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  • PublisherCIBSE
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  • Number of pages0
  • Publication DateSep 2011
  • ISBN

Analysis of Electricity Consumption for Lighting and Small Power in Office Bldgs

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Analysis of Electricity Consumption for Lighting and Small Power in Office Bldgs

 

CIBSE Technical Symposium, DeMontfort University, Leicester UK
6th and 7th September 2011

 

There is significant evidence to suggest that buildings do not perform as well as expected, and this is commonly referred to as the „performance gap?. Energy compliance calculations for Building Regulations in England and Wales do not include sources of energy consumption in buildings such as small power, catering, external lighting and vertical transportation (i.e. lifts and escalators). These so called „unregulated? loads are therefore rarely included in building energy models, and the lack of feedback regarding the in-use performance of buildings makes it harder for designers to quantify their impact on the overall energy consumption of a building. Aiming to address these issues, this paper provides an analysis of monitored electricity consumption in two multi-tenanted office buildings, with one tenant in common in both buildings.
This paper focuses on tenant electricity consumption, including lighting and small power. Detailed analysis of the monitored data demonstrates significant variation between the electricity consumption of different tenants occupying the same building whilst performing similar activities. Elements such as lighting controls, hours of occupancy and management decisions are observed to have a significant impact on such variations. Further analysis of half-hourly energy consumption data is also provided, in addition to a detailed breakdown of small power energy consumption due to individual office equipment.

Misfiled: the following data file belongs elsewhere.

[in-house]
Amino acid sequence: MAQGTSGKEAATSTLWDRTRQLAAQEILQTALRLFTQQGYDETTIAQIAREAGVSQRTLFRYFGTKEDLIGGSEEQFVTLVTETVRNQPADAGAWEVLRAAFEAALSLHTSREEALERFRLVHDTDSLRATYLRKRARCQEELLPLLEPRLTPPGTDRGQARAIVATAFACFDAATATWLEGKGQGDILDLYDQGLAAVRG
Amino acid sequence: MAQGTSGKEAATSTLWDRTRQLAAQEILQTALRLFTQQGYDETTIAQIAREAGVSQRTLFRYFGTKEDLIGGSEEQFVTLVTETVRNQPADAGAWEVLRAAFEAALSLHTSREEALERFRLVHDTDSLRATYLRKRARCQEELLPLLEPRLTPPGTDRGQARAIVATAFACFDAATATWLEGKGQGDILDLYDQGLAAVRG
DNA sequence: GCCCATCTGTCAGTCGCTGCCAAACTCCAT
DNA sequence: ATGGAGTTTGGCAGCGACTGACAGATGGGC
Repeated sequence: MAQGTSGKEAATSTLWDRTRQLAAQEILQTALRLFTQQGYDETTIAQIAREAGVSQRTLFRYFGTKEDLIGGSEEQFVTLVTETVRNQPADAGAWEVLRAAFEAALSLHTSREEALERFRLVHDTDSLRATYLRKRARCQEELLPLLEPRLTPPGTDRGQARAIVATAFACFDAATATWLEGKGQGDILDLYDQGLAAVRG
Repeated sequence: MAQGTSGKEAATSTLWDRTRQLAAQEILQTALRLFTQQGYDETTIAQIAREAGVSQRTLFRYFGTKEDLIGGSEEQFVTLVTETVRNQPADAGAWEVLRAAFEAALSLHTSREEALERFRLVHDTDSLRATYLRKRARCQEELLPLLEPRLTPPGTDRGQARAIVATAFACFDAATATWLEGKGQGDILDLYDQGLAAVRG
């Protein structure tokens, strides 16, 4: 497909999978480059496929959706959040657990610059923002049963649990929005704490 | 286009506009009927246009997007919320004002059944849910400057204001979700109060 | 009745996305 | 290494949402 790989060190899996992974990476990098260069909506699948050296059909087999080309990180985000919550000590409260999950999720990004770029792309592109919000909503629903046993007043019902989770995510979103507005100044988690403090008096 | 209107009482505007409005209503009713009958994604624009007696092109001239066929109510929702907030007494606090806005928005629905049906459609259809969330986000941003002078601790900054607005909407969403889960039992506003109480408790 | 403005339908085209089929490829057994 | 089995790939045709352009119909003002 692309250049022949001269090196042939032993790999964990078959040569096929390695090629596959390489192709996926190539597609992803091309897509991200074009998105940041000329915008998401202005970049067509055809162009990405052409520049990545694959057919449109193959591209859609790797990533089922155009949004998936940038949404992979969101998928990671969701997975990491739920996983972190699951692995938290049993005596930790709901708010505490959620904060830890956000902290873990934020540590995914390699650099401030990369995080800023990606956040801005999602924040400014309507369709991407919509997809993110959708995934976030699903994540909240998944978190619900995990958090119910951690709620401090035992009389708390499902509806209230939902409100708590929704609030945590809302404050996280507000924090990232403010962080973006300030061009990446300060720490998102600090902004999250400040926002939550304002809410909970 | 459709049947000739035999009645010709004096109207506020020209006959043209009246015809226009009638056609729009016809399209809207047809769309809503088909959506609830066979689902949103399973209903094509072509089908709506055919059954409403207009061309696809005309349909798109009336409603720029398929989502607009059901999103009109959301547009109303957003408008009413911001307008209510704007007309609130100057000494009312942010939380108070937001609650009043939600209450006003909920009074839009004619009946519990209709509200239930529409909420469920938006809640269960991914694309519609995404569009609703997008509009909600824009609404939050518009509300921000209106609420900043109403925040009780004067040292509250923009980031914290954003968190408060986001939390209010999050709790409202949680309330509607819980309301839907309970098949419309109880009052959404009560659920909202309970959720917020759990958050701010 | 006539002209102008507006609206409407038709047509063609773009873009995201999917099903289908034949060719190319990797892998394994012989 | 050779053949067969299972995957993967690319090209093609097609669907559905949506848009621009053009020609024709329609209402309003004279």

Future work will build on this study and aim to develop evidence based benchmarks for energy consumption in office buildings. It will include a „tailoring? component allowing the benchmarks to be adjusted according to profiles of occupancy and management behaviour, as well as workstation density and the specification of energy consuming equipment. It is expected that such benchmarks will inform designers about the impact of each of these parameters on the measured energy consumption of buildings.